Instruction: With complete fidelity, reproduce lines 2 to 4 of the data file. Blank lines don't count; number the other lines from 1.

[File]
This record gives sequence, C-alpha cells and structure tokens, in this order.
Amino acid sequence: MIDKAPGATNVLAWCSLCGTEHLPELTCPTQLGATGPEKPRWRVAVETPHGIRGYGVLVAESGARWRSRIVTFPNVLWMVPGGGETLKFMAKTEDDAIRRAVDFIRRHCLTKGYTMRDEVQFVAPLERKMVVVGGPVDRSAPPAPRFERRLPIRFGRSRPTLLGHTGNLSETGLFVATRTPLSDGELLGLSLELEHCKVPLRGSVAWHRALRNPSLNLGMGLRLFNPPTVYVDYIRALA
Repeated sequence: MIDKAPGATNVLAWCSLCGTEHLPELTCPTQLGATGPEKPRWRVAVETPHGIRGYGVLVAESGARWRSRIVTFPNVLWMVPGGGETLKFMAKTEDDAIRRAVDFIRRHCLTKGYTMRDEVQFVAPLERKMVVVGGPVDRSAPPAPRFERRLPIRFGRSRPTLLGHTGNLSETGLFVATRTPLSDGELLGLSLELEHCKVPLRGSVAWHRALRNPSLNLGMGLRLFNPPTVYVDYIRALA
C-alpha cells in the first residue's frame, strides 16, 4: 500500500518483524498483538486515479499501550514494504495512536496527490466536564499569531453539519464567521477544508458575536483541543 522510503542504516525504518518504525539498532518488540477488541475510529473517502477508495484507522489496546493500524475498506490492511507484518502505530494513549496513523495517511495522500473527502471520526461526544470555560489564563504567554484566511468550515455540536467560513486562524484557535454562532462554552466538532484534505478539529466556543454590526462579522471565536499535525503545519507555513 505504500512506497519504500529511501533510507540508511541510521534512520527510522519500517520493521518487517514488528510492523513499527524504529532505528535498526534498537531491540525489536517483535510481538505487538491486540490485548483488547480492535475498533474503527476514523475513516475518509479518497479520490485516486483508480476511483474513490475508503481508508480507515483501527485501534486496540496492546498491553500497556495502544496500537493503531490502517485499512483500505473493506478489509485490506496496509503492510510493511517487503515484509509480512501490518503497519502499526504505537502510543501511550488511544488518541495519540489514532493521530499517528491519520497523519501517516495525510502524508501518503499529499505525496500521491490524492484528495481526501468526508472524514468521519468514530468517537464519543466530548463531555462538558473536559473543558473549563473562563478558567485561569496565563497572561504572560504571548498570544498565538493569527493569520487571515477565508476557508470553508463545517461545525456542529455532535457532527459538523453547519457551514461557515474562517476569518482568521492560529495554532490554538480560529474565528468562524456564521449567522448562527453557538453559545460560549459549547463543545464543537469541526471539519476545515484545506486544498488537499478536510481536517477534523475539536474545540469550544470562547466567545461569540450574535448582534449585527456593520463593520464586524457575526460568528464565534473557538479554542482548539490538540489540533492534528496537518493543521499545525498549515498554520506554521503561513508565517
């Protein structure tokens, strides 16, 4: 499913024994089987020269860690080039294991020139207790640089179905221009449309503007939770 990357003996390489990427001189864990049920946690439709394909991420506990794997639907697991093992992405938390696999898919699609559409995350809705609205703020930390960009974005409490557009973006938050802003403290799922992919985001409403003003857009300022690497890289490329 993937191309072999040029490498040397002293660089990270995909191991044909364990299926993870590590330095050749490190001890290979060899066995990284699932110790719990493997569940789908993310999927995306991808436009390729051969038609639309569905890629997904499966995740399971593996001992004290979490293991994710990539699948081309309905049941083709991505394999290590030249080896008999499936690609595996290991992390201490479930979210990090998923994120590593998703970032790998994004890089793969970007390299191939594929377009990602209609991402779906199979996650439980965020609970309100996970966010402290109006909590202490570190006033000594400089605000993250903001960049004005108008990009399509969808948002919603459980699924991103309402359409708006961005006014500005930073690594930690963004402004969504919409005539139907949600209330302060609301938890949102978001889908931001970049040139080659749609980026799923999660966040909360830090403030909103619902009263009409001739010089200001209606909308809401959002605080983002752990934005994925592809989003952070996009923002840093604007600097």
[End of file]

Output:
Amino acid sequence: MIDKAPGATNVLAWCSLCGTEHLPELTCPTQLGATGPEKPRWRVAVETPHGIRGYGVLVAESGARWRSRIVTFPNVLWMVPGGGETLKFMAKTEDDAIRRAVDFIRRHCLTKGYTMRDEVQFVAPLERKMVVVGGPVDRSAPPAPRFERRLPIRFGRSRPTLLGHTGNLSETGLFVATRTPLSDGELLGLSLELEHCKVPLRGSVAWHRALRNPSLNLGMGLRLFNPPTVYVDYIRALA
Repeated sequence: MIDKAPGATNVLAWCSLCGTEHLPELTCPTQLGATGPEKPRWRVAVETPHGIRGYGVLVAESGARWRSRIVTFPNVLWMVPGGGETLKFMAKTEDDAIRRAVDFIRRHCLTKGYTMRDEVQFVAPLERKMVVVGGPVDRSAPPAPRFERRLPIRFGRSRPTLLGHTGNLSETGLFVATRTPLSDGELLGLSLELEHCKVPLRGSVAWHRALRNPSLNLGMGLRLFNPPTVYVDYIRALA
C-alpha cells in the first residue's frame, strides 16, 4: 500500500518483524498483538486515479499501550514494504495512536496527490466536564499569531453539519464567521477544508458575536483541543 522510503542504516525504518518504525539498532518488540477488541475510529473517502477508495484507522489496546493500524475498506490492511507484518502505530494513549496513523495517511495522500473527502471520526461526544470555560489564563504567554484566511468550515455540536467560513486562524484557535454562532462554552466538532484534505478539529466556543454590526462579522471565536499535525503545519507555513 505504500512506497519504500529511501533510507540508511541510521534512520527510522519500517520493521518487517514488528510492523513499527524504529532505528535498526534498537531491540525489536517483535510481538505487538491486540490485548483488547480492535475498533474503527476514523475513516475518509479518497479520490485516486483508480476511483474513490475508503481508508480507515483501527485501534486496540496492546498491553500497556495502544496500537493503531490502517485499512483500505473493506478489509485490506496496509503492510510493511517487503515484509509480512501490518503497519502499526504505537502510543501511550488511544488518541495519540489514532493521530499517528491519520497523519501517516495525510502524508501518503499529499505525496500521491490524492484528495481526501468526508472524514468521519468514530468517537464519543466530548463531555462538558473536559473543558473549563473562563478558567485561569496565563497572561504572560504571548498570544498565538493569527493569520487571515477565508476557508470553508463545517461545525456542529455532535457532527459538523453547519457551514461557515474562517476569518482568521492560529495554532490554538480560529474565528468562524456564521449567522448562527453557538453559545460560549459549547463543545464543537469541526471539519476545515484545506486544498488537499478536510481536517477534523475539536474545540469550544470562547466567545461569540450574535448582534449585527456593520463593520464586524457575526460568528464565534473557538479554542482548539490538540489540533492534528496537518493543521499545525498549515498554520506554521503561513508565517